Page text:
Telehealth is well-suited to improving the measurement of patients’ experience of care. The current mail-based surveys suffer from low response rates, the inability to reach specific patient populations and slow feedback loops. Policymakers should leverage telehealth’s digital aspects to improve timeliness, targeting, and engagement in assessing patient experience, which is an essential aspect of quality.
Effect on Total Cost of Care: Prior to the pandemic, there was little data available to assess or project the cost effect of widespread access to telehealth in a FFS environment, particularly in Medicare. The temporary lifting of previous restrictions during the PHE allows an opportunity to begin doing so, albeit under extraordinary circumstances. A fuller picture will require understanding the effect on costs of COVID-induced care avoidance – among other factors unique to the current situation- and how those interact with greater utilization of telehealth during the pandemic. However, data collected to date indicate that the virtually unfettered availability of telehealth has not resulted in excess cost or utilization increases, even as supply and demand for in-person care has rebounded.
Behavioral health has been an exception. The TTP found anecdotal and some data-driven evidence of significant increases in uptake of tele-behavioral health under the public health emergency. In part, the increase in demand may be related to the stresses and dislocation brought on by the pandemic, the lessening of social stigma some may attach to visiting in-person sites for this type of care, or the reduction in regulatory barriers. Increased utilization of behavioral health services has the potential to decrease net costs and improve outcomes, as untreated behavioral conditions can contribute to greater physical health needs and overall spending. Again, additional evaluation is needed to better understand the impact on outcomes.
Early evidence also suggests that the expansion of telehealth has helped drive a reduction in the rates at which patients missed appointments (no-shows), which has been demonstrated to increase care plan adherence, improve chronic disease management and yield downstream cost savings. It has also increased the use of transitional care management services that improve outcomes and reduce readmissions, mortality rates and costs. Finally, some skilled nursing facilities (SNFs) have deployed telehealth to resolve residents’ health issues that would otherwise have prompted much more costly ambulance trips to hospitals and emergency departments (EDs).
These data, while collected at a time of immense change and uncertainty, have not shown the large increases in net costs that some predicted broader access to telehealth services would bring. We won’t know the true effect until the pandemic is over or until care has been adapted to the new reality post-COVID. Future, permanent telehealth policy for public payers should be made on the basis of such available data and findings. As the volume of value-based payments increases across public programs, access to telehealth should also increase toward the level currently seen in the commercial market if these tools prove effective in providing high-quality care that meet patient and payer goals.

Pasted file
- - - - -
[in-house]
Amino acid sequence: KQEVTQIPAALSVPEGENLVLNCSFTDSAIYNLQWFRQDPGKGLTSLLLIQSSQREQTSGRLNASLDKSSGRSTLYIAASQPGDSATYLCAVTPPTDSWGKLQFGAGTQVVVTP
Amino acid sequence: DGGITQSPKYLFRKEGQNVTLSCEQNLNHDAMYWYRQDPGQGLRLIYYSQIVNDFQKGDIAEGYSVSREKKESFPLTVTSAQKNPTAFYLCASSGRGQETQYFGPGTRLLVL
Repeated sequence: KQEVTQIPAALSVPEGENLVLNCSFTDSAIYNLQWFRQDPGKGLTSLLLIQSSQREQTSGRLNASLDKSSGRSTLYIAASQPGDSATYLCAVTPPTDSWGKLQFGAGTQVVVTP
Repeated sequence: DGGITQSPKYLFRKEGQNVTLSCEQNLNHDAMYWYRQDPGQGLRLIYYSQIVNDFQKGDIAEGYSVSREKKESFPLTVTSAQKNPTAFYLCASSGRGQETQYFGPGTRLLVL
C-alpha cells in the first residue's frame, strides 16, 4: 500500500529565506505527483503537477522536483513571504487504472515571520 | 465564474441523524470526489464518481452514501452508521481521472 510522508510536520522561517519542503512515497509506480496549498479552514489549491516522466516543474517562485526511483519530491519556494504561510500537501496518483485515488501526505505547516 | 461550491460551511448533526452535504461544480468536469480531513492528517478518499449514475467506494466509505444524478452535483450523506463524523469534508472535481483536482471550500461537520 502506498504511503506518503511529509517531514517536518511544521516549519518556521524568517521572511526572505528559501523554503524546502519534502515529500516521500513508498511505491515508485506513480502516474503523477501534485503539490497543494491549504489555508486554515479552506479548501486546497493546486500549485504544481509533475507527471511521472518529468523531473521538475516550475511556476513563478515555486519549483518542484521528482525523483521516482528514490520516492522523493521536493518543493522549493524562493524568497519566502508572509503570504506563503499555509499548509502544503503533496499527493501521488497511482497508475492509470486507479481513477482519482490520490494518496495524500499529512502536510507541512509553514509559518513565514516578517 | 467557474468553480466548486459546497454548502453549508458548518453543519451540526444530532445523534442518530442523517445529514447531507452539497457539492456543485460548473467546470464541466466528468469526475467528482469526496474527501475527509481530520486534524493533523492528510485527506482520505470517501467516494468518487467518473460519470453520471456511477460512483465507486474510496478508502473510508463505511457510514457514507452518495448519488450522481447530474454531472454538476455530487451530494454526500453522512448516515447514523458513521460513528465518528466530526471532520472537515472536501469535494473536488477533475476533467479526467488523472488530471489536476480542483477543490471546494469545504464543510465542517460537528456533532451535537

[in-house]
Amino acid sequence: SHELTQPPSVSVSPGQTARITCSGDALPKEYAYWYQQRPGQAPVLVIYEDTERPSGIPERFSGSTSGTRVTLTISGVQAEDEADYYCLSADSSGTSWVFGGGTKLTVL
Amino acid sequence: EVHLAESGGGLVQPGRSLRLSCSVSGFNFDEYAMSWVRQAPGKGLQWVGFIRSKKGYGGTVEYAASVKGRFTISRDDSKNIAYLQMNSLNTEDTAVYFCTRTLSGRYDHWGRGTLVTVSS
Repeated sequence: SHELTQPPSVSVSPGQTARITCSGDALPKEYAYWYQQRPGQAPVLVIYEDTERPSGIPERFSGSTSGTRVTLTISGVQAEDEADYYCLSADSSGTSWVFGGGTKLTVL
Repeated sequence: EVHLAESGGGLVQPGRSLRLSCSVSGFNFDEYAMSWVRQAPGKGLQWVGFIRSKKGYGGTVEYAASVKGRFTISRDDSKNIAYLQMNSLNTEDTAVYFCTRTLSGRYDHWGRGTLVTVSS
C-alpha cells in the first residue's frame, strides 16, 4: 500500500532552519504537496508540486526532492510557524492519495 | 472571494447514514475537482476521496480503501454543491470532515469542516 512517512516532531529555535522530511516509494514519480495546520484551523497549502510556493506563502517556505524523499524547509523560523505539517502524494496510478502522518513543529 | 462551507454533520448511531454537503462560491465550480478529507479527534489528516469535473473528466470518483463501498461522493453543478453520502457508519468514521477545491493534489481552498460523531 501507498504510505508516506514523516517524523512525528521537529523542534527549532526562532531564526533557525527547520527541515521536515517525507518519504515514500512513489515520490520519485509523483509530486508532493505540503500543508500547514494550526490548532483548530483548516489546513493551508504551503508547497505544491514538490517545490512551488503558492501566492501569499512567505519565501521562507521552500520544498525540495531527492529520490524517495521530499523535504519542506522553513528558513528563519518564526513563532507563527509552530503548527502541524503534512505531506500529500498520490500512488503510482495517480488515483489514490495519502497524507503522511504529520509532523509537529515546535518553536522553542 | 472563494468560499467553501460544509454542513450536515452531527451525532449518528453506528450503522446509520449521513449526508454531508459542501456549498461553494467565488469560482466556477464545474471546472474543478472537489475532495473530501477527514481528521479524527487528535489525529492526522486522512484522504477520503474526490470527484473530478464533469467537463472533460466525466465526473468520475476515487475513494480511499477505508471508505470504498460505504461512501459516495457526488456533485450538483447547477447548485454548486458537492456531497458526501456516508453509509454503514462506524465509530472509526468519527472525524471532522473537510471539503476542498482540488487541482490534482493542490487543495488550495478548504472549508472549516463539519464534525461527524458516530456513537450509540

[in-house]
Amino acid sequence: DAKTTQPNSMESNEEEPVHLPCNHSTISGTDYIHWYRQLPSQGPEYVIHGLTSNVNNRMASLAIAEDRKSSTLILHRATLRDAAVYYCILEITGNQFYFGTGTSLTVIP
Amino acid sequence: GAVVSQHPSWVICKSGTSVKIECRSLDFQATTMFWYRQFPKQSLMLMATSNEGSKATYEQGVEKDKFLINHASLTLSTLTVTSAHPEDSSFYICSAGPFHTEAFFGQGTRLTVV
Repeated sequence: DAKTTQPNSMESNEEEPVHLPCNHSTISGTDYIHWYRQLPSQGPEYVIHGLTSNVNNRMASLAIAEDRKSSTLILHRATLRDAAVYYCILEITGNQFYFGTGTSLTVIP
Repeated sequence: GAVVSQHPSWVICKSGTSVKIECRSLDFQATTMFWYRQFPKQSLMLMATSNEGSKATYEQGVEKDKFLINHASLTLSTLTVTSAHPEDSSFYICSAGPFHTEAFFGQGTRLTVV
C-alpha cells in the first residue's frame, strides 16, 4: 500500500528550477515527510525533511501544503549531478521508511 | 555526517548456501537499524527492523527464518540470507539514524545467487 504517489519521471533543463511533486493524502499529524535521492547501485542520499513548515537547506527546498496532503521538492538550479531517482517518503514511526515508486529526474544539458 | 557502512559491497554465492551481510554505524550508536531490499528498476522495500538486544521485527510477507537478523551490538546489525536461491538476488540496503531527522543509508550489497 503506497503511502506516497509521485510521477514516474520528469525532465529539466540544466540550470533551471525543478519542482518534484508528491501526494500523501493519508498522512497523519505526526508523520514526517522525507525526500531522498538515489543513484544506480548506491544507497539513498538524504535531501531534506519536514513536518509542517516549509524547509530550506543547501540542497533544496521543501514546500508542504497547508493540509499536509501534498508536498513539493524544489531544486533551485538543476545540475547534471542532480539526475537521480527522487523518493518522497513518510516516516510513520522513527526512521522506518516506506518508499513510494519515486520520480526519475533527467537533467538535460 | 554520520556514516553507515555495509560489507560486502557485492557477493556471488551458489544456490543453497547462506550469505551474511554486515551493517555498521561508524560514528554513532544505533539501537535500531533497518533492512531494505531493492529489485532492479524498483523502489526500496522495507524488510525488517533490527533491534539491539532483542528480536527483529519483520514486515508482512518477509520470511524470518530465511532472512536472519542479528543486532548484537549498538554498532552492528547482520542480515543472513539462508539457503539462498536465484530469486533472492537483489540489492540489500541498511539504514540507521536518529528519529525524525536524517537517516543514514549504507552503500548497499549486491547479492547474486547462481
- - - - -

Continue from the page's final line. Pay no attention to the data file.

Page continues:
Overarching Telehealth Issues: Policymakers should take additional steps to support safe, effective and equitable integration of telehealth into our healthcare ecosystem. This includes establishing a uniform taxonomy describing the full range of telehealth services and modalities to aid in aligning standards, quality measurement, payment principles and program integrity guidelines. Policymakers must also promptly expand efforts to address deficiencies in broadband access and technology infrastructure, as well as trust and digital literacy. These gaps can increase health disparities and limit the dispersion of telehealth’s benefits. Finally, while the potential of telehealth to improve care and outcomes abounds, policymakers should not expect telehealth to singlehandedly resolve longstanding issues that exist throughout our healthcare system.
Policymakers should make permanent the following specific COVID-19 policy changes:
- Lifting geographic restrictions and limitations on originating sites.
- Allowing telehealth for various types of clinicians and conditions.
- Acknowledging, as many states now do, that telehealth visits can meet requirements for establishing a clinician/patient relationship if the encounter meets appropriate care standards or unless careful analysis demonstrates that, in specific situations, a previous in-person relationship is necessary.
- Eliminating unnecessary restrictions on telehealth across state lines.
Policymakers should look closely at the effect of expanding prescribing authority to telehealth, as authorized by the PHE. They should evaluate what policies and guidelines could be applied to virtual prescribing to ensure patient safety and avoid adverse outcomes.
Policymakers should fully reinstate enforcement of Health Insurance Portability and Accountability Act (HIPAA) patient privacy protections that was suspended at the start of the public health emergency.
The TTP thanks everyone who helped us gather information and data and shared comments to aid our work. We hope these findings and recommendations guide policymakers and other stakeholders to a future where we see telehealth as the natural evolution of healthcare into the digital age.